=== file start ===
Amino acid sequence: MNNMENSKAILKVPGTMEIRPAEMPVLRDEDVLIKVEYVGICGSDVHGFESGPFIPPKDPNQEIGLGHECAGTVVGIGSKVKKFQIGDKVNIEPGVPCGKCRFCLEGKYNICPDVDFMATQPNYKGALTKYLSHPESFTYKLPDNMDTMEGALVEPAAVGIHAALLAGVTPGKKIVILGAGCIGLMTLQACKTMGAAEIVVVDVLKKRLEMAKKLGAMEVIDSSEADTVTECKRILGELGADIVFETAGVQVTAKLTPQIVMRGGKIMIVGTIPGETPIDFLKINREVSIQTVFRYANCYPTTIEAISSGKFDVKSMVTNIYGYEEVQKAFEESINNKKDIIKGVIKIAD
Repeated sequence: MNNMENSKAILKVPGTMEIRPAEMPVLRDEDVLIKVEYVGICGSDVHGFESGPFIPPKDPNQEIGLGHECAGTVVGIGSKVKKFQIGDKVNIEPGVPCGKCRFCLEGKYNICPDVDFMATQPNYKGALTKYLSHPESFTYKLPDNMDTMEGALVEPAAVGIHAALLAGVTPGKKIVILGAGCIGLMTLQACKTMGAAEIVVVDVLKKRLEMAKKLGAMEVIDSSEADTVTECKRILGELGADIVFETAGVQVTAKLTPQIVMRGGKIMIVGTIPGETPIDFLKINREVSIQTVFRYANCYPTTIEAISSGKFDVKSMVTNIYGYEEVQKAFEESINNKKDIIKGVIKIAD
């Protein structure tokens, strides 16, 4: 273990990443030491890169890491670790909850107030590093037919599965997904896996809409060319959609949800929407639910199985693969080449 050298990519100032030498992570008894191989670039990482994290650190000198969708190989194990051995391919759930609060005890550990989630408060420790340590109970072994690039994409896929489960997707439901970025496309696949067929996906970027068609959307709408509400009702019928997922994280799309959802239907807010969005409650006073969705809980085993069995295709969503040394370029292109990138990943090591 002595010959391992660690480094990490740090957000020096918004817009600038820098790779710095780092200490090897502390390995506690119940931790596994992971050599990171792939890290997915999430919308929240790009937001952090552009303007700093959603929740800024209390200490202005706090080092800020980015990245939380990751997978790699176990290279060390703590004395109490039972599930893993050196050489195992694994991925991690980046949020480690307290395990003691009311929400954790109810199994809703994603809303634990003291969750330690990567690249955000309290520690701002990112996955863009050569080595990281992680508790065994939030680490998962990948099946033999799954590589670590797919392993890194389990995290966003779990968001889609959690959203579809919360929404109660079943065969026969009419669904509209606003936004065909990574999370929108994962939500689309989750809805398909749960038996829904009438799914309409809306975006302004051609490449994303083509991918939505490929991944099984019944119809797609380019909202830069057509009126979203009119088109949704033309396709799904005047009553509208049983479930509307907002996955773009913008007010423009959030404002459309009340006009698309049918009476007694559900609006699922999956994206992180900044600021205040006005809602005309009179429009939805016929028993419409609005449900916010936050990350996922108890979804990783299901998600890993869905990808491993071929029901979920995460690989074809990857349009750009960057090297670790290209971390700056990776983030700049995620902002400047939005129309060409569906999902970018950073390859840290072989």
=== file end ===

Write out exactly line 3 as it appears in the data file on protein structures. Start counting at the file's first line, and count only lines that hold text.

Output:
């Protein structure tokens, strides 16, 4: 273990990443030491890169890491670790909850107030590093037919599965997904896996809409060319959609949800929407639910199985693969080449 050298990519100032030498992570008894191989670039990482994290650190000198969708190989194990051995391919759930609060005890550990989630408060420790340590109970072994690039994409896929489960997707439901970025496309696949067929996906970027068609959307709408509400009702019928997922994280799309959802239907807010969005409650006073969705809980085993069995295709969503040394370029292109990138990943090591 002595010959391992660690480094990490740090957000020096918004817009600038820098790779710095780092200490090897502390390995506690119940931790596994992971050599990171792939890290997915999430919308929240790009937001952090552009303007700093959603929740800024209390200490202005706090080092800020980015990245939380990751997978790699176990290279060390703590004395109490039972599930893993050196050489195992694994991925991690980046949020480690307290395990003691009311929400954790109810199994809703994603809303634990003291969750330690990567690249955000309290520690701002990112996955863009050569080595990281992680508790065994939030680490998962990948099946033999799954590589670590797919392993890194389990995290966003779990968001889609959690959203579809919360929404109660079943065969026969009419669904509209606003936004065909990574999370929108994962939500689309989750809805398909749960038996829904009438799914309409809306975006302004051609490449994303083509991918939505490929991944099984019944119809797609380019909202830069057509009126979203009119088109949704033309396709799904005047009553509208049983479930509307907002996955773009913008007010423009959030404002459309009340006009698309049918009476007694559900609006699922999956994206992180900044600021205040006005809602005309009179429009939805016929028993419409609005449900916010936050990350996922108890979804990783299901998600890993869905990808491993071929029901979920995460690989074809990857349009750009960057090297670790290209971390700056990776983030700049995620902002400047939005129309060409569906999902970018950073390859840290072989």